Take the 2-minute tour ×
Mathematics Stack Exchange is a question and answer site for people studying math at any level and professionals in related fields. It's 100% free, no registration required.

How would one go around this problem and what are the ways to reason about it?

Let $Z(n)$ denote the set $\{0, 1, 2, \dotsc ,(n - 1) \}$. For example, $Z(6) = \{0, 1, 2, 3, 4, 5\}$.

and let $a * b$ be the remainder when $a + b$ is divided by $n$. Is $Z(n)$ with this operation a group? If it is a group is it commutative?

share|improve this question
    
Can you state the operation more clearly? –  Metin Y. Mar 15 '13 at 22:40
    
@MetinY.: In this context operation is defined as "An operation, called the group operation, which will be denoted by *. The result of applying this operation to two group elements, a and b in that order will be a group element that will be denoted a * b.". That's the only thing given. –  Denys S. Mar 15 '13 at 22:43
    
This looks like the integers (mod n) under addition to me. –  JB King Mar 15 '13 at 22:49
    
By the way, what you are referring to by $Z(n)$ is usually denoted by $\Bbb Z/n\Bbb Z$ and it is called the set (ring, actually) of integers modulo $n$. –  A.P. Mar 15 '13 at 22:50
    
Do you know about quotient groups? –  Math Gems Mar 16 '13 at 0:37
add comment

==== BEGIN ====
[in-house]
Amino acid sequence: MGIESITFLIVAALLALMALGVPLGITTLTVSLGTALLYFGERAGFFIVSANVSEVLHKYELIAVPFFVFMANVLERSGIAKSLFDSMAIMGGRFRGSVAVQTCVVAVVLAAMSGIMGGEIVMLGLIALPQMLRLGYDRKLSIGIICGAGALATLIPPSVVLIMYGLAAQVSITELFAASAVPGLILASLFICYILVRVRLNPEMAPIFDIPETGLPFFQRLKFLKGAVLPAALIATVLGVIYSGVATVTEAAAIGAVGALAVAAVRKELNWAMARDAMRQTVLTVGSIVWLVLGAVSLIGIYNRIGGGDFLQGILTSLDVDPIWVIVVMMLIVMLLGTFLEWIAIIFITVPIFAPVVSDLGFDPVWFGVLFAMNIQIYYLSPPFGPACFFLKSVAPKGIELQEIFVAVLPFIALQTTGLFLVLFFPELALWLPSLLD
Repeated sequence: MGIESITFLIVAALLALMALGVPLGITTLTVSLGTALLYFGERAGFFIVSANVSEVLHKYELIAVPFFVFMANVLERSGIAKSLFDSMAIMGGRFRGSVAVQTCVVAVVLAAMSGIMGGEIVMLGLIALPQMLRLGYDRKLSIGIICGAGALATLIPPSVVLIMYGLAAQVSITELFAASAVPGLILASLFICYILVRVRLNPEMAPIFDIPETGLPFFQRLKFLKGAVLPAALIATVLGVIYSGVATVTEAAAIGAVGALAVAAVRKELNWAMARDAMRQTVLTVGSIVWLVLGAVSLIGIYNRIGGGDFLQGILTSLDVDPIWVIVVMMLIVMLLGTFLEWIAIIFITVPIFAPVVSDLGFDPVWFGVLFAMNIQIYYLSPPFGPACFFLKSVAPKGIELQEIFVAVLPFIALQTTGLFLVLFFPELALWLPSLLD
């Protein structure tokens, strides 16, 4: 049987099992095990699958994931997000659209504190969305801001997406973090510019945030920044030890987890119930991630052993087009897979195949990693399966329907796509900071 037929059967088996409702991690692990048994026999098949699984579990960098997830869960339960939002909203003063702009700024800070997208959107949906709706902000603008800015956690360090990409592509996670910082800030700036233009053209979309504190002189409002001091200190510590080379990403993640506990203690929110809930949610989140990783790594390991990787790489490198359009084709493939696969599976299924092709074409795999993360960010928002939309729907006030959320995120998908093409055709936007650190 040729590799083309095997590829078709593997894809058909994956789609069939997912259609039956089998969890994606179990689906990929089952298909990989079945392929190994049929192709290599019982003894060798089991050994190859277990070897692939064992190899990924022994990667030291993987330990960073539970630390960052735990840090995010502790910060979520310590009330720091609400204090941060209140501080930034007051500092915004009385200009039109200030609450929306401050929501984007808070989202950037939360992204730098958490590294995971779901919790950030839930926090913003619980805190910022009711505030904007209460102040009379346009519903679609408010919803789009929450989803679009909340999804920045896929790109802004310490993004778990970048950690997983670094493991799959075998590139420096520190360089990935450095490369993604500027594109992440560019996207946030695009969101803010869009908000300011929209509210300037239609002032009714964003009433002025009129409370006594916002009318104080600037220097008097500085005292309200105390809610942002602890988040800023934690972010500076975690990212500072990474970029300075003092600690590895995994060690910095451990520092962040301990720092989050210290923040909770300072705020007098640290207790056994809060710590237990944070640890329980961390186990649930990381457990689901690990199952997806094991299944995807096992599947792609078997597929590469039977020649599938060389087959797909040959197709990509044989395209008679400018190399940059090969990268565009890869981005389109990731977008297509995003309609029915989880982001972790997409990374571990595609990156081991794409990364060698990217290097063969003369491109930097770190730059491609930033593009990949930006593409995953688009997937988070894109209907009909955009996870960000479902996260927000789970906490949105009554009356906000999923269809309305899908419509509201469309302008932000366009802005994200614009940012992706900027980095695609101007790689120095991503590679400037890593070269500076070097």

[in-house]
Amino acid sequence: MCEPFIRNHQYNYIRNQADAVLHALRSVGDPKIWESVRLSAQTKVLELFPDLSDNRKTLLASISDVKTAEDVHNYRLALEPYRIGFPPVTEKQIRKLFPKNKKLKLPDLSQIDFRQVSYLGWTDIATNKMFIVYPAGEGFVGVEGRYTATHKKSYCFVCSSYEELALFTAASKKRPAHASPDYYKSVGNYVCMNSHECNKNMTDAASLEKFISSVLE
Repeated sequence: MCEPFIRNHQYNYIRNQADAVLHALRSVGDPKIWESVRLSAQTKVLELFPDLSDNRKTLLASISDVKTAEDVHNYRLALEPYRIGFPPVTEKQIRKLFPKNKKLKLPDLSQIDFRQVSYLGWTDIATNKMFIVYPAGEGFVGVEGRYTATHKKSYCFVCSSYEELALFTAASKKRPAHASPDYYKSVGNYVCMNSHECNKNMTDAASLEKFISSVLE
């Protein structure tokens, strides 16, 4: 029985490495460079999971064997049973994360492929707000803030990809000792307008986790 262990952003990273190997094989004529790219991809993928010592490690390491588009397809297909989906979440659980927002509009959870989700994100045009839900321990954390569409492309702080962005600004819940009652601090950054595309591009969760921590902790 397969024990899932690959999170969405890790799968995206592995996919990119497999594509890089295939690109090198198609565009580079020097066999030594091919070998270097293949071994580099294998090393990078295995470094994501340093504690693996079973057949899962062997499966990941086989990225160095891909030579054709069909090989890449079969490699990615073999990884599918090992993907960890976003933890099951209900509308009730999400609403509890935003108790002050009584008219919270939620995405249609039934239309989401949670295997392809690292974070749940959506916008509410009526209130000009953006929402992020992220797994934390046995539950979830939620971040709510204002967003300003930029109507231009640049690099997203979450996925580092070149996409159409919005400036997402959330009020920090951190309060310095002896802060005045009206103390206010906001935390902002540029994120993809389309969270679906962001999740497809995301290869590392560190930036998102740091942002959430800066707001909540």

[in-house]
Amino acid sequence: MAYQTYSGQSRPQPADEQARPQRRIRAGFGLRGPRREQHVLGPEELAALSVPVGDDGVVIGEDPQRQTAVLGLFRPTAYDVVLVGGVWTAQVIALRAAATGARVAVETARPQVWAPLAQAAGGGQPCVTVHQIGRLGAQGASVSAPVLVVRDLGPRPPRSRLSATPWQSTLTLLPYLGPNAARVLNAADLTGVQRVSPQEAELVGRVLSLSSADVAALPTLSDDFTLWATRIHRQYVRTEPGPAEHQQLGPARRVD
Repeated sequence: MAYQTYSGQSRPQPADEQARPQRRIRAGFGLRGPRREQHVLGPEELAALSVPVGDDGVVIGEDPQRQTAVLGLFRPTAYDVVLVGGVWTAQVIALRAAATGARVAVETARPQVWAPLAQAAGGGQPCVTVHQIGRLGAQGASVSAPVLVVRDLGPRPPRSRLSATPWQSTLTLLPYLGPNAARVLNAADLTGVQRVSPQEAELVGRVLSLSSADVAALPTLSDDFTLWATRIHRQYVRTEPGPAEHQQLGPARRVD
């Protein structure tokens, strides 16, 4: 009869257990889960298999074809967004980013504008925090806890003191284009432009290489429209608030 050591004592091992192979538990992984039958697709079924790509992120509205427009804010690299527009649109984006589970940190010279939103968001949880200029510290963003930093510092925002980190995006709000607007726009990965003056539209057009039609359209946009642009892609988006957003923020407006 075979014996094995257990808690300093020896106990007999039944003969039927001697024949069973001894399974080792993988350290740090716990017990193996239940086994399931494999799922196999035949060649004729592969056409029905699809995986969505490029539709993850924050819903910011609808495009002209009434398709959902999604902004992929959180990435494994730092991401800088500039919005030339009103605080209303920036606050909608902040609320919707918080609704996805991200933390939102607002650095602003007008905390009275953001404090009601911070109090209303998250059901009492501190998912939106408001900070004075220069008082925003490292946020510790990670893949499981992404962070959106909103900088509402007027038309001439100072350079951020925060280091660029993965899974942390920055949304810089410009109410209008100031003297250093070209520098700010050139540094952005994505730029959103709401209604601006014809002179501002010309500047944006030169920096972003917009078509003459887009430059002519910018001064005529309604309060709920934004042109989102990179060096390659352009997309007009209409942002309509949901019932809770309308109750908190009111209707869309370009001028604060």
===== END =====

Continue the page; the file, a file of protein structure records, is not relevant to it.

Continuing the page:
2 Answers

up vote 1 down vote accepted

Yes, this is a group, and it is commutative. Here's how to consider it:

In general, we know that for any $c, n \in \mathbb{N}$, the remainder of $\frac{c}{n}$ will be greater than or equal to $0$ and less than $n$. Thus, given $a,b \in Z(n)$, we know that $a * b \in Z(n)$, so we know that the set is closed under the operation.

Since $0 \in Z(n)$, we have that $0 * a = a * 0 = a ~\forall a \in Z(n)$. This is because $a + 0 = 0 + a = a$. Thus, $0$ is the identity element in $Z(n)$.

Now we need to establish inverses. That is, given $a \in Z(n)$, can we find $b \in Z(n)$ such that $ a * b = b * a = 0$? How about $n - a$? That would give $0$ as its own inverse (which is required for identity elements), and it would mean that $2$, for example, is inversed by $(n - 2)$. To see that this makes sense, consider $2 * (n - 2) \rightarrow 2 + (n - 2) = n$ and the remainder when dividing $n$ by itself is of course $0$, our identity.

Further, since $a + b = b + a$, the operation will be commutative.

share|improve this answer
add comment

Hint: If $a,b\in \Bbb Z$ and $r_a,r_b\in Z(n)$ are the remainders, respectively, of $a$ and $b$ when divided by $n$, what can you say about $r_a+r_b$?

share|improve this answer
add comment

Your Answer

 
discard

By posting your answer, you agree to the privacy policy and terms of service.

Not the answer you're looking for? Browse other questions tagged or ask your own question.